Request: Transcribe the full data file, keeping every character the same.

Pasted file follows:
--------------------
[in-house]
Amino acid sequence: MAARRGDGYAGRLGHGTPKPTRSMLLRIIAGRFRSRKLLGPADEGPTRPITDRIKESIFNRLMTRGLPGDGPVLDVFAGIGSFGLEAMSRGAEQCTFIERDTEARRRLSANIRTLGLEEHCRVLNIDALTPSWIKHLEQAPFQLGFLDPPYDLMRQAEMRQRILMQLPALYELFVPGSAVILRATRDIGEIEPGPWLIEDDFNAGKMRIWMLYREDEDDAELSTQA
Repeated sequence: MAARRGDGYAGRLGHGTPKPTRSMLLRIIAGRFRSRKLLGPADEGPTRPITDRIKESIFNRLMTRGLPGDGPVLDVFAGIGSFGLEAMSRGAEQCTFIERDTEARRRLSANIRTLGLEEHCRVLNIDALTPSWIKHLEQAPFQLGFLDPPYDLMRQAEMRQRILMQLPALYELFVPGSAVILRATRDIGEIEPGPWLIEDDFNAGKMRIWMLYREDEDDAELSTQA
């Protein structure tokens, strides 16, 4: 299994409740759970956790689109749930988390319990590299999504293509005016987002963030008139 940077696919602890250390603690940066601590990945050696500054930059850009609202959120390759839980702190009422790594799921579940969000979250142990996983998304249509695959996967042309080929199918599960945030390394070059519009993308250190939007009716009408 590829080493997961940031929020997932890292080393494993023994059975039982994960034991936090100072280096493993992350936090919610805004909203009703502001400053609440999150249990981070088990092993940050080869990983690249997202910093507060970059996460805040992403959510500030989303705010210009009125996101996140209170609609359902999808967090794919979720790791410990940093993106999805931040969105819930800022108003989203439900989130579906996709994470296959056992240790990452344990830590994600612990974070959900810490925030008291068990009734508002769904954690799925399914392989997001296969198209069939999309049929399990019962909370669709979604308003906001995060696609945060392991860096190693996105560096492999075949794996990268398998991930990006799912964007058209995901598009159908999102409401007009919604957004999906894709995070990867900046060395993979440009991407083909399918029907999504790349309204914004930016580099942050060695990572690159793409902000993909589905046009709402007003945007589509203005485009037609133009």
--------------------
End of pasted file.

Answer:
[in-house]
Amino acid sequence: MAARRGDGYAGRLGHGTPKPTRSMLLRIIAGRFRSRKLLGPADEGPTRPITDRIKESIFNRLMTRGLPGDGPVLDVFAGIGSFGLEAMSRGAEQCTFIERDTEARRRLSANIRTLGLEEHCRVLNIDALTPSWIKHLEQAPFQLGFLDPPYDLMRQAEMRQRILMQLPALYELFVPGSAVILRATRDIGEIEPGPWLIEDDFNAGKMRIWMLYREDEDDAELSTQA
Repeated sequence: MAARRGDGYAGRLGHGTPKPTRSMLLRIIAGRFRSRKLLGPADEGPTRPITDRIKESIFNRLMTRGLPGDGPVLDVFAGIGSFGLEAMSRGAEQCTFIERDTEARRRLSANIRTLGLEEHCRVLNIDALTPSWIKHLEQAPFQLGFLDPPYDLMRQAEMRQRILMQLPALYELFVPGSAVILRATRDIGEIEPGPWLIEDDFNAGKMRIWMLYREDEDDAELSTQA
């Protein structure tokens, strides 16, 4: 299994409740759970956790689109749930988390319990590299999504293509005016987002963030008139 940077696919602890250390603690940066601590990945050696500054930059850009609202959120390759839980702190009422790594799921579940969000979250142990996983998304249509695959996967042309080929199918599960945030390394070059519009993308250190939007009716009408 590829080493997961940031929020997932890292080393494993023994059975039982994960034991936090100072280096493993992350936090919610805004909203009703502001400053609440999150249990981070088990092993940050080869990983690249997202910093507060970059996460805040992403959510500030989303705010210009009125996101996140209170609609359902999808967090794919979720790791410990940093993106999805931040969105819930800022108003989203439900989130579906996709994470296959056992240790990452344990830590994600612990974070959900810490925030008291068990009734508002769904954690799925399914392989997001296969198209069939999309049929399990019962909370669709979604308003906001995060696609945060392991860096190693996105560096492999075949794996990268398998991930990006799912964007058209995901598009159908999102409401007009919604957004999906894709995070990867900046060395993979440009991407083909399918029907999504790349309204914004930016580099942050060695990572690159793409902000993909589905046009709402007003945007589509203005485009037609133009």